- Why seven days and seven times around Jericho? The number seven is associated with divine perfection and completeness. For example, see Genesis 2:2; Exodus 20:8-10; and Revelation 1:12-13, 16.
- Archaeologists and historians have dated the events in the book of Joshua to the late thirteenth century, BC.
Books for Sharing During Shepherd Time:
- Chaikin, Miriam. Joshua in the Promised Land. New York: Clarion, 1982.
- Also look for illustrated children’s story Bibles that include this story, such as
- Hartman, Bob. The Lion Storyteller Bible. Colorado Springs, Colorado: Lion Publishing, 1995.
- Turner, Philip. The Bible Story. New York: Oxford University Press, 1968.
Other Resources for Shepherds (just in case you have some extra time to fill)
Coloring Sheets: do a Google search for Fall of Jericho Coloring Picture.
Scripture taken from the Holy Bible, NEW INTERNATIONAL VERSION®.Copyright 1973, 1978, 1984 International Bible Society. All rights reserved throughout the world. Used by permission of International Bible Society.
Crossing the Jordan: a Story to Read with Your Children
Moses writes in Deuteronomy: “Israel, remember this! The LORD — and the LORD alone — is our God. Love the LORD your God with all your heart, with all your soul, and with all your strength. Never forget these commands that I am giving you today. Teach them to your children. Repeat them when you are at home and when you are away, when you are resting and when you are working.”
Friends, remember the stories of the LORD’s love. Remember, how with God’s help, Moses led the Israelites out of Egypt, across the Red Sea, and into the wilderness. For forty years the Israelites wandered in the wilderness. Moses grew old, and Joshua, son of Nun, was chosen to be Moses’ successor.
Remember how the Lord spoke to Joshua after Moses died? “Get ready now, you and the people of Israel, to cross the River Jordan into the land that I am giving you. Joshua, no one will be able to defeat you as long as you live. As I was with Moses, so I will be with you. I will always be with you. I will never abandon you.”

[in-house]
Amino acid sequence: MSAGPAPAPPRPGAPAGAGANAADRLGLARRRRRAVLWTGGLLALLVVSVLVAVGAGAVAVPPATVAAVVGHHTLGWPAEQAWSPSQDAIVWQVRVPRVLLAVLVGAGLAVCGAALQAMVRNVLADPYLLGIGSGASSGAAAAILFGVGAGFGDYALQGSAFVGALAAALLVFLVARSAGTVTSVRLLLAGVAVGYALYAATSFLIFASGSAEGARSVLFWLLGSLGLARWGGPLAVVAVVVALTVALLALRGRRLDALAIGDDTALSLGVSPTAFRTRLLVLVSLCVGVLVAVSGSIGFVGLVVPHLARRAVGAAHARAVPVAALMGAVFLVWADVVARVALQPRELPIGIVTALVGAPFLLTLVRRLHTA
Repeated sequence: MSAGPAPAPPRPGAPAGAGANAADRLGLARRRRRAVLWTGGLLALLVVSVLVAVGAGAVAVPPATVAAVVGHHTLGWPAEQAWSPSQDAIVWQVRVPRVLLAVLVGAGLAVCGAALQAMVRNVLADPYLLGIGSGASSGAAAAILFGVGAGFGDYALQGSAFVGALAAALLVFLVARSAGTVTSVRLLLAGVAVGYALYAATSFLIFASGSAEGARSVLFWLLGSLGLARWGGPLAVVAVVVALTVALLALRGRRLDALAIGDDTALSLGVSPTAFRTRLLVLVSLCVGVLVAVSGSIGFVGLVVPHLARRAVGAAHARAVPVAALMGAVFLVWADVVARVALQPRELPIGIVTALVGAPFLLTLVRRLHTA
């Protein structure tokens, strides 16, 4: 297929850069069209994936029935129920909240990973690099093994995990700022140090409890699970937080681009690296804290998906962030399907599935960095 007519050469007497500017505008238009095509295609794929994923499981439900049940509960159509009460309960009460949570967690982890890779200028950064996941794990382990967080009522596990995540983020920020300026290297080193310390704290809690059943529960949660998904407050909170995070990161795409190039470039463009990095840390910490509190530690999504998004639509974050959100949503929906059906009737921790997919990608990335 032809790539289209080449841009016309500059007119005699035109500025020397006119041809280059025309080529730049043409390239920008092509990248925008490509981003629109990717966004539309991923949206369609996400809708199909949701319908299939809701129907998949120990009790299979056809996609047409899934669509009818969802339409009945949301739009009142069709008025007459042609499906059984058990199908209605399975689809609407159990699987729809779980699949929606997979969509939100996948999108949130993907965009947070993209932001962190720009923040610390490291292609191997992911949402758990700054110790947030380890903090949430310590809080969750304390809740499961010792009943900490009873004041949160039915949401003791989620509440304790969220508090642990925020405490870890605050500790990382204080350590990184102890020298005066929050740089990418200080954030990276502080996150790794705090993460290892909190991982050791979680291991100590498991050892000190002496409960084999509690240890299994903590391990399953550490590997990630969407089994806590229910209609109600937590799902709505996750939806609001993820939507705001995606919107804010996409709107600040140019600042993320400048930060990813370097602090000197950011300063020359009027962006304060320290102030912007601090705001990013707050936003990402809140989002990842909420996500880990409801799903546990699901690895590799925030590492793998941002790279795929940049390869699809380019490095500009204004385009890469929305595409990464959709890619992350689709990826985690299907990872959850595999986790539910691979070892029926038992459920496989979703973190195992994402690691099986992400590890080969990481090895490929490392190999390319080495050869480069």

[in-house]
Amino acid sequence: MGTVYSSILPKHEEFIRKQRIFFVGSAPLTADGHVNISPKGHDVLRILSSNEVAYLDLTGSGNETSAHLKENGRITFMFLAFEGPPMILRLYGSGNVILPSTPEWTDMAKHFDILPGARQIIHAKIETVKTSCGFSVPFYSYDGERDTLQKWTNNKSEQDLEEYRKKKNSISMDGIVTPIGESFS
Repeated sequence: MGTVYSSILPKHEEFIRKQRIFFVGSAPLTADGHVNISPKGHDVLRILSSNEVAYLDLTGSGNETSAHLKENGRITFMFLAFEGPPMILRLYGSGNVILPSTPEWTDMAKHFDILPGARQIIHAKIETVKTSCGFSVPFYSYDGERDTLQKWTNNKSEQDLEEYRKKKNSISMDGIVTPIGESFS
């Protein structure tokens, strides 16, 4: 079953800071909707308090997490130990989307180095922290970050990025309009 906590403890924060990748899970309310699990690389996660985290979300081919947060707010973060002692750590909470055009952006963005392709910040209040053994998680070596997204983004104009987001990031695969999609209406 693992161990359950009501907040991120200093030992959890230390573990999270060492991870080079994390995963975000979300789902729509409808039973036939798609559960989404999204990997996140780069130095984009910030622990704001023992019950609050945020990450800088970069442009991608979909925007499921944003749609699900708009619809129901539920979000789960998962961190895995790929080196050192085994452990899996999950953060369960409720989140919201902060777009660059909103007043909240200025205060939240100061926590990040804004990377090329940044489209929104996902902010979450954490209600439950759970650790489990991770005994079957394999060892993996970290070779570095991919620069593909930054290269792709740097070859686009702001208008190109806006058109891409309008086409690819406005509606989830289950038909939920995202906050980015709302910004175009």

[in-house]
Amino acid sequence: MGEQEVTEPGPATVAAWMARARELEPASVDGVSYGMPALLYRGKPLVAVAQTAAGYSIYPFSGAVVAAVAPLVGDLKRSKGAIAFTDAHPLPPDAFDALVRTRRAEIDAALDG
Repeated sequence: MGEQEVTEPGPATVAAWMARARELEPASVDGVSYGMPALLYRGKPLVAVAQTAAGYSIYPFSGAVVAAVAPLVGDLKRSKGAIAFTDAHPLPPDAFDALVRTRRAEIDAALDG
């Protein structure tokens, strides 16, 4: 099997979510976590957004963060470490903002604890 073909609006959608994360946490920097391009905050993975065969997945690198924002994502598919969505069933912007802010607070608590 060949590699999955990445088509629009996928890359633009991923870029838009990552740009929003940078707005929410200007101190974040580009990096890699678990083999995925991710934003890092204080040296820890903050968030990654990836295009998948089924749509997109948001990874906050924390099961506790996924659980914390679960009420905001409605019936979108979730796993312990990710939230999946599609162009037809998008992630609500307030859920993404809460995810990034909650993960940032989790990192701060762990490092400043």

So Joshua ordered the leaders of the twelve tribes to go through the camp to tell the people: “Get ready, for soon we are going to cross the River Jordan to occupy the land that the Lord your God is giving you.”
You can imagine what the people were saying. While the River Jordan is nothing like the mighty Mississippi, it was the flood season, and the River Jordan is deep and wide. They had no bridge, no boats. But the people trusted Joshua, the leader the Lord had chosen for them, so they packed and prepared to cross the river.
Friends, remember how, a few days later, Joshua called to the Israelites: “You will know that the living God is among you when the Ark of the Covenant of the Lord of all the Earth crosses the River Jordan ahead of you. When the priests who carry the Ark of the Covenant put their feet in the water, the River Jordan will stop flowing, and the water will pile up in one place.”
So the Israelites gathered their children and their herds. And the priests went ahead of them, carrying the Ark of the Covenant. The priests stepped into the cold water of the River Jordan.
Remember how the Israelite nation, gathered on the bank of the River Jordan, watched as the water stopped! There was no water coming down the River Jordan. It began to pile up; some say it was piled three hundred miles high that day! The people were in awe. Now they knew for certain that God was with Joshua as He had been with Moses. And so the people walked across the River Jordan on dry ground. No mud!